"In a time both far and near, there were two asari - the huntress and the diplomat. They were once followers of the same Matriarch, before they went on to seek their own fortunes, but two more different asari you cannot imagine.
"The huntress was a creature of battle, always the first to rise in defence of her people and always the last to retreat. Her physical skill and biotic might made her a worthy ally and a formidable foe. And there was mistrust in her heart for the diplomat, for she saw her caution as cowardice, her clever words as lies and her compromises as battles lost.
"The diplomat was a gentler beast, defending her people with words instead of weapons and seeking a lasting peace for their future. Her quick wit and creative mind made her a deeply reassuring ally and a deeply troubling foe. And there was mistrust in her heart for the huntress, for she saw her strength as brutishness, her directness as lack of manners and her joy in a well-fought battle as a thirst for war.
"In the time of which I speak, the two seldom met. Their paths had diverged, and only a few times in a decade did those paths cross. Whenever they did, however, there was an attraction between them that neither could admit: their ideologies were so far removed from one another that they could never, so they both knew in their hearts, come to any kind of understanding.
"It happened that the Matriarch, their former Mistress, called all her followers past and present together for her nine hundredth birthday. And so the two answered her call, the huntress and the diplomat, and their paths crossed once again. And after the feasting and dancing was over, and all of their friends and comrades had retired to bed, only these two sat by the fire, troubled by their differences. They began to discuss, and then to argue - any topic would do, so long as they could disagree about it. And so they came around to the topic of the Goddess, and how each saw her: and, being still quite young, they took to quarreling over which was the "true" image of Athame.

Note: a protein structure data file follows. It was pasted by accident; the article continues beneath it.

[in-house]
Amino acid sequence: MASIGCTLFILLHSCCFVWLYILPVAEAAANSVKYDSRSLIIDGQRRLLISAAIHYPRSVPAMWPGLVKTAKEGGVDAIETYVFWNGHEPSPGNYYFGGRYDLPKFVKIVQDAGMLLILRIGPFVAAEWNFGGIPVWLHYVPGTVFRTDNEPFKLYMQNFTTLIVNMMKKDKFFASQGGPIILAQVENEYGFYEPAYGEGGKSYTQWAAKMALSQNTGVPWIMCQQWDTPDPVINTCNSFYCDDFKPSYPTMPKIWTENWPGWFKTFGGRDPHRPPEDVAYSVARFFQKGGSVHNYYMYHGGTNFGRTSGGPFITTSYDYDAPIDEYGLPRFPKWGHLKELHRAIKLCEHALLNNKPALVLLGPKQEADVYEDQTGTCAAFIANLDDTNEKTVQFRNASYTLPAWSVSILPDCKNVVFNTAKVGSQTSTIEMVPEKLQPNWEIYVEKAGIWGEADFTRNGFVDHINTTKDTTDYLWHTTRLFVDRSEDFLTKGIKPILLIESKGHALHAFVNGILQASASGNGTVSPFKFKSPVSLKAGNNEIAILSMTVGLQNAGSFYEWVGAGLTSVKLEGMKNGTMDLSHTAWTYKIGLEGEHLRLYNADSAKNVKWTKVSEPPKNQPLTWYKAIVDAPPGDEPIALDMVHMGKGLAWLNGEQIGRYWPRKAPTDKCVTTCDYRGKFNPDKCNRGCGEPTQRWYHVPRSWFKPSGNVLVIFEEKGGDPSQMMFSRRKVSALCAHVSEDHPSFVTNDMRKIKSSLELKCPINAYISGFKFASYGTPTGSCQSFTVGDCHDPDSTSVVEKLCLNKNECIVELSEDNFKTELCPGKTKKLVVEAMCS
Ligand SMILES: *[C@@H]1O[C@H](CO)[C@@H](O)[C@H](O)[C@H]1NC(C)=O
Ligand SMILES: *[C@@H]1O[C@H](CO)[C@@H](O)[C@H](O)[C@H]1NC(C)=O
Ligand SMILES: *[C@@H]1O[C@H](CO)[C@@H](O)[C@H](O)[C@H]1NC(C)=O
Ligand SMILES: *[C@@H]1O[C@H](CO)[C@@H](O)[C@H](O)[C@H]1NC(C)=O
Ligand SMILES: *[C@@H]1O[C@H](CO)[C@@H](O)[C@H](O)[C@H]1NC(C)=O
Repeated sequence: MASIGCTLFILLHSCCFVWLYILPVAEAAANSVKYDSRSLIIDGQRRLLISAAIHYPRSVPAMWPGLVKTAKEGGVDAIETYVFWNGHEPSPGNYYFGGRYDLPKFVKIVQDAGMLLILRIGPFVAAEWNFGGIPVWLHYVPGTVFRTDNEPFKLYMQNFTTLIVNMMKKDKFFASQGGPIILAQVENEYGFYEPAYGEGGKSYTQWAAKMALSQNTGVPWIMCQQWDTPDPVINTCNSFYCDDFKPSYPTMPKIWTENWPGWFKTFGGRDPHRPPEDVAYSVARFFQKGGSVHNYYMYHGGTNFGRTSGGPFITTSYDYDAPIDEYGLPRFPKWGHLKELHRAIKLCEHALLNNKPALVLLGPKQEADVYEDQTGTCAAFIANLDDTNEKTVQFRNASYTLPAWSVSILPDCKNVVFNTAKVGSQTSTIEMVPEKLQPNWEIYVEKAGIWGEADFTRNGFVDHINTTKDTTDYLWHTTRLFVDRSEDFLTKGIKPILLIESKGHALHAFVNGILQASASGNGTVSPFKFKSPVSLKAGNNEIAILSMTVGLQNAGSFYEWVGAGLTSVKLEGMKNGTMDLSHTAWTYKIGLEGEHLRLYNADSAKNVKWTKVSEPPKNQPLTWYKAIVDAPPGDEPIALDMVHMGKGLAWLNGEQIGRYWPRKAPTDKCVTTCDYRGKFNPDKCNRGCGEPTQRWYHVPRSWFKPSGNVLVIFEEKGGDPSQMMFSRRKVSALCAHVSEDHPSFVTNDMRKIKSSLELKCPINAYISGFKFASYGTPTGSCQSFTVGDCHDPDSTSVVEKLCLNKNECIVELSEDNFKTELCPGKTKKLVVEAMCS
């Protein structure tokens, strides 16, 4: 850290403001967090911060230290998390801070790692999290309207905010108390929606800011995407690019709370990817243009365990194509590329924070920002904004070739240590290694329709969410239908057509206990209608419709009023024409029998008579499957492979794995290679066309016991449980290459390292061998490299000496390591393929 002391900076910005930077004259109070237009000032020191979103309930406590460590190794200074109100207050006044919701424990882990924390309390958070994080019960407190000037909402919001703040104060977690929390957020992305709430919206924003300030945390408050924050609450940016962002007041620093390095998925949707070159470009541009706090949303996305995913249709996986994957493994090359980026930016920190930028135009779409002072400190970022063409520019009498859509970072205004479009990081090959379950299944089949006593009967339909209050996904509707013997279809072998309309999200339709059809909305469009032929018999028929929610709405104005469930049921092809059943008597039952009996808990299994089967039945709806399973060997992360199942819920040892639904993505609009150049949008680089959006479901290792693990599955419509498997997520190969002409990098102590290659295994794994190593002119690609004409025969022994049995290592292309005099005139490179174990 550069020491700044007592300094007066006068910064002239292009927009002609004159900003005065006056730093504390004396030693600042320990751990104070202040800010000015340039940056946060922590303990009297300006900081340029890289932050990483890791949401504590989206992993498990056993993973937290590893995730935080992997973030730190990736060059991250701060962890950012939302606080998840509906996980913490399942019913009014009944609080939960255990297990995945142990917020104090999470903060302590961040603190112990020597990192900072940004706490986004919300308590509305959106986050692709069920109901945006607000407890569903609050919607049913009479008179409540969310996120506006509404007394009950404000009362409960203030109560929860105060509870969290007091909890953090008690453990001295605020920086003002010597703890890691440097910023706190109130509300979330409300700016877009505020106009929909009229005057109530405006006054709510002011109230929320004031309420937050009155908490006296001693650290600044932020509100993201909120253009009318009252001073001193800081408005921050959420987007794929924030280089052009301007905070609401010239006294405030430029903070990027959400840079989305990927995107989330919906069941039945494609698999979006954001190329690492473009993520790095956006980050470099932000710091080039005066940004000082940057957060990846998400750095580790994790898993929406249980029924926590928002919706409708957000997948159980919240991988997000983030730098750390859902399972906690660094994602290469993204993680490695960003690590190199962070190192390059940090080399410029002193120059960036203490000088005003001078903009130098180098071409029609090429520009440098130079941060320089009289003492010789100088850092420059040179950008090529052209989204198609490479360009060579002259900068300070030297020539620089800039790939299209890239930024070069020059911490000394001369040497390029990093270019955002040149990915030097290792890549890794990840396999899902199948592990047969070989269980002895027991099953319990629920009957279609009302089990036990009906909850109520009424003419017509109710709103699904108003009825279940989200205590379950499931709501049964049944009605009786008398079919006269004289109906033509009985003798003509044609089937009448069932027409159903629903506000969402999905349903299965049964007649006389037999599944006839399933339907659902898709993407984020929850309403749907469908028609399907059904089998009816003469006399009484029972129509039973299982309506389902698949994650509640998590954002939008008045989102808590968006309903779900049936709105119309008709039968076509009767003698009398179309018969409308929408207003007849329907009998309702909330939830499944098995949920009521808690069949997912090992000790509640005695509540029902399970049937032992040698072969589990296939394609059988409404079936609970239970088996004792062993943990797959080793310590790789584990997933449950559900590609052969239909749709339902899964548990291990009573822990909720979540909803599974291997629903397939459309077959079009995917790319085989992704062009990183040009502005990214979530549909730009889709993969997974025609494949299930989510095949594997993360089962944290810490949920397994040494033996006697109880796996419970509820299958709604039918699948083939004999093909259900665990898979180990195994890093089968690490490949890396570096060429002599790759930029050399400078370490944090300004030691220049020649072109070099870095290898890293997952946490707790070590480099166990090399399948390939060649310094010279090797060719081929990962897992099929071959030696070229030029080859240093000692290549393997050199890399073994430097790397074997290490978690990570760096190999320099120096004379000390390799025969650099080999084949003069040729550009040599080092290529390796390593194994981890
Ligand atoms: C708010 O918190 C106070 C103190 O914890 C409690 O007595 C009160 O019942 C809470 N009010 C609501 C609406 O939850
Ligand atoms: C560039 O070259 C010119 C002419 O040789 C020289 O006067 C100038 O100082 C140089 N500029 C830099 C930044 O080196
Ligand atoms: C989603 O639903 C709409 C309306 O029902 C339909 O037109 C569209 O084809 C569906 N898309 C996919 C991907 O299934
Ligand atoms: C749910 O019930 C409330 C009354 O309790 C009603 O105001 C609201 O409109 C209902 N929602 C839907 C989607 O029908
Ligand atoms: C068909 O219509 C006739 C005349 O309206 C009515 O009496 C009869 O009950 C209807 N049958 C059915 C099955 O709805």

"First the huntress challenged the diplomat, what is it that you see in the waters of the Temple? Who is your Goddess? And the diplomat said, she is loveliness itself. She is the archetype of a maiden's beauty, slim and smooth with sparkling eyes, and her clothes are like silk and gossamer as they cling to every curve of her body. I see her dancing at the shoreline by moonlight, the waves caressing her feet, her silver anklets adorned with soft ringing bells. I hear her calling to her lover in a gentle voice, soft and sweet, intoxicating as good honey wine. And her lover goes to her, for she is Matron and Maiden alike, the mother of us all.
"And the huntress laughed and said, your Goddess is all sparkle and no substance - a dancer in a bar, tempting anyone who walks by. What of our strength? What of our warriors and defenders? When I look into the water I see a very different Goddess: the embodiment of strength, wisdom and courage. She is a living symbol of the power of our race - tall and muscular, at the peak of health and fitness. She wears armour, not silk. Her face is marked with the signs of a huntress, not a whore. I see her dancing as a huntress dances on the battlefield, swift and strong, deadly to her enemies. And when she calls, she calls out in defiance to any who would oppose her daughters: though she may be the All-Mother, she is also the Matriarch whose power and wisdom is justly feared.
"And the diplomat laughed and said, your Goddess is all strength and no subtlety - a brute barely raised above the animals. What of our compassion? What of our lovers, our architects of peace and prosperity?
"And so their quarrel went on, until at length, between them, they woke the Matriarch. She came to the fireside, looked from one to the other, and decided what to do. She sent them each into the forest, each down their own path, there to meditate by moonlight and seek a vision of the Goddess. This they both agreed to do, each ashamed that she had allowed her quarrelling to disturb the Matriarch.